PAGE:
[Top]
More advice for the full screen mode.
   
Sivut toimivat riittävän hyvin MS IE 4.0+, Opera 5.x+, Netscape 6.0+/ vast. Mozilla ja Konqueror 3.x selaimilla. Yleisesti ottaen sivut toimivat parhaiten uusimmilla Opera selaimilla. Sivujen toimivuus vanhemmissa selaimissa on heikko, erityisesti Netscape 4.x kohdalla.

I list below all topic groups, which I have done according to subjects, which they handle. You can return to this topic group by using this menu and the link Table of topic groups on the top of the each page.
 
 
Search:
[Help]

HTML 4.0 + CSS and the aims of CSS

With HTML 4.0 and CSS, the basic idea is to separate presentation from content. CSS works to assist the display of HTML. CSS means the following (I handle terms in logical order):

  1. Style = special style declarations and rules used to specify the presentation of elements (I handle them later thoroughly).
  2. Style Sheets = style declarations and rules are collected into sheets. A single style sheet is the location of one or more real or logical rules. These rules specify the presentation of a document (the specifications have some inaccurate definitions, which I handle in the Footnote 1[S][Pw]).
  3. Cascading = style sheets can be connected and cascaded - thus the reference to Cascading Style Sheets. Look at the logo of CSS - it shows the basic idea of CSS!
    CSS-logo - get it!
Cascading Style Sheets

CSS combines style declarations and rules from different sources. That's why the term is constructed as a plural (sheets). Styles have different weights compared to each others.

CSS is not however an independent language, because it can only be used to assist other languages (primarily HTML, XML and XSL). The term "formatting" refers primarily to visual formatting, but CSS can be used to format documents in other ways as well. CSS exists solely for the formatting of documents.

CSS is similar to scripting languages like JavaScript and ECMAScript, in that it can be used as small fragments inside the main document. Also, CSS syntax has some similarities to these scripting languages even if CSS is not a programming language.

CSS1 is a simple style sheet mechanism that allows authors and readers to attach style (e.g. fonts, colors and spacing) to HTML documents. It is not an actual layout language but rather very limited formatting language.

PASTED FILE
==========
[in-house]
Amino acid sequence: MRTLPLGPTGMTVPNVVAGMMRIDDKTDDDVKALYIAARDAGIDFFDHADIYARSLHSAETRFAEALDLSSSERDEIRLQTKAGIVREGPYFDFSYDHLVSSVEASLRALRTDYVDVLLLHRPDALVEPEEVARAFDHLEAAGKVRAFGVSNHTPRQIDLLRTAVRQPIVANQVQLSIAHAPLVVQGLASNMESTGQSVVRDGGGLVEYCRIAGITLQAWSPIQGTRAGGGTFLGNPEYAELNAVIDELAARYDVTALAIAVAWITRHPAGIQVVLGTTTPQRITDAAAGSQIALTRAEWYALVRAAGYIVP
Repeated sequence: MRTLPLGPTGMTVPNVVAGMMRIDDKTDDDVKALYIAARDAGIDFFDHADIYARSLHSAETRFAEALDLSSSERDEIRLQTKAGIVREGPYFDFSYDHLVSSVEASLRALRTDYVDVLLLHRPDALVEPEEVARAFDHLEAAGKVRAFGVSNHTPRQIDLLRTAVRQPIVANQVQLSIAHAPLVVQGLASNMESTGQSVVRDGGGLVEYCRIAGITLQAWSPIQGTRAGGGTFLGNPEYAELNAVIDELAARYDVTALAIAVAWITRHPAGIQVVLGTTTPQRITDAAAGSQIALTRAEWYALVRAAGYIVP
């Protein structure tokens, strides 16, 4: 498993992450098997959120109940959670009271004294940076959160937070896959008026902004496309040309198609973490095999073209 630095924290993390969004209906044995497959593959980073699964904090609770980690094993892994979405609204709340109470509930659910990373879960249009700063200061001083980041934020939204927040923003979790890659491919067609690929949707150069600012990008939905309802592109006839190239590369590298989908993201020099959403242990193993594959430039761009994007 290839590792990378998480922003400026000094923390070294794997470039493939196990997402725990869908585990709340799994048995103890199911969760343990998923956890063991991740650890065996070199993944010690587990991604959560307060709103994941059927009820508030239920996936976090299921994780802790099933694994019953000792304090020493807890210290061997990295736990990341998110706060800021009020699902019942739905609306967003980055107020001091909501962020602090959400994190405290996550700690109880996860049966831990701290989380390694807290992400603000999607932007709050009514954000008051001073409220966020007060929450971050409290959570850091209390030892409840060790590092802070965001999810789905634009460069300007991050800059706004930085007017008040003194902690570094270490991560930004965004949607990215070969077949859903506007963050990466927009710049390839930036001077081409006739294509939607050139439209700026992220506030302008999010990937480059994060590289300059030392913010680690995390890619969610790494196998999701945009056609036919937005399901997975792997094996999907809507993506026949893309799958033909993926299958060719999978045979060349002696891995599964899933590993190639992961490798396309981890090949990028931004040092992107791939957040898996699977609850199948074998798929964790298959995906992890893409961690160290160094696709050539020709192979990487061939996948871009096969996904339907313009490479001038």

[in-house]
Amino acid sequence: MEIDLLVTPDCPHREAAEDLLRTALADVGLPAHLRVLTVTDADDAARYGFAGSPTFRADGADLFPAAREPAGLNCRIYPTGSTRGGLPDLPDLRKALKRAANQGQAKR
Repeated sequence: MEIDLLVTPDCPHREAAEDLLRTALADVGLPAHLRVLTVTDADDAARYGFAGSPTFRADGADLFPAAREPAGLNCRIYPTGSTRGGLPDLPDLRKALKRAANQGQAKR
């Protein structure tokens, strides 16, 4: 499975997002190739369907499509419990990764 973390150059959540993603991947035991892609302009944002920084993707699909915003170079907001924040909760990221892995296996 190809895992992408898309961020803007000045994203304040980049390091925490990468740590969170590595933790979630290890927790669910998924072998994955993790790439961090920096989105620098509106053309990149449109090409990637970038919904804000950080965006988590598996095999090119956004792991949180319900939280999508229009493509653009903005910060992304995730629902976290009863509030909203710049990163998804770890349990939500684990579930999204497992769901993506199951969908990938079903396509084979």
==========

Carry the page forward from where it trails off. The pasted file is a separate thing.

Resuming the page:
Instead CSS2 can be call as an almost fully featured layout language, because it can create most layout features, which are needed in web documents. Indeed CSS2 has some missing features. These are added into CSS3[S]).

If a browser were to have full implementation of CSS2, it would at change the character of HTML documents at a fundamental level because the formatting features of most HTML elements could be redefined. Then HTML itself would not be used just at all as a formatting language. CSS cannot, however, exchange the real order of elements (it can hide elements from the screen or reposition them - how it happens, I will explain later).

With it's methods of formatting and layout, CSS aims to:

  1. separate presentation from content.

  2. partially separate structure from content. CSS doesn't separate these two completely, because CSS can't exchange the real order of elements.

  3. give a more exact and much richer presentation to elements as was done in HTML 3.2.

  4. assist in making files more degradable.

  5. give basic documents simple structure.

  6. allow one document to have a different presentation in different devices. It is even possible to make aural style sheets for speech synthesizer and raised letter versions to braille and emboss device and create tactile media.

  7. be used in a variety of documents, including XML documents.

HTML 4.0 with CSS offers the possibility to return to the original idea of HTML - to go back to the roots! Extreme HTML 4.0 documents don't have any presentational attributes. All elements and attributes concern structure and linking and possibly embedded elements. Elements and attributes, which only describe presentation are not used (for example, elements FONT, B, I, U and attributes align, bgcolor). Some of them (for example B) are allowed, but not recommended, because the meaning of elements is primary to describe the structure and semantics, not the presentation.

All possible definitions that affect document presentation are commonly linked into separate files using format <LINK rel="stylesheet" type="text/css" href="stylesheet.css"> as in this example document ([M][S][Pw]):

<!DOCTYPE HTML PUBLIC "-//W3C//DTD HTML 4.0//EN">
<HTML>
<HEAD>
<LINK rel="stylesheet" type="text/css" href="stylesheet.css">
<TITLE>
Title text</TITLE>
</HEAD>
<BODY>
<H2>
The header</H2>
<P>
The first paragraph</P>
<P>
Second paragraph. <A href="html_document.html">Link</A >. The only necessary attributes are href and possible linked objects like images.</P>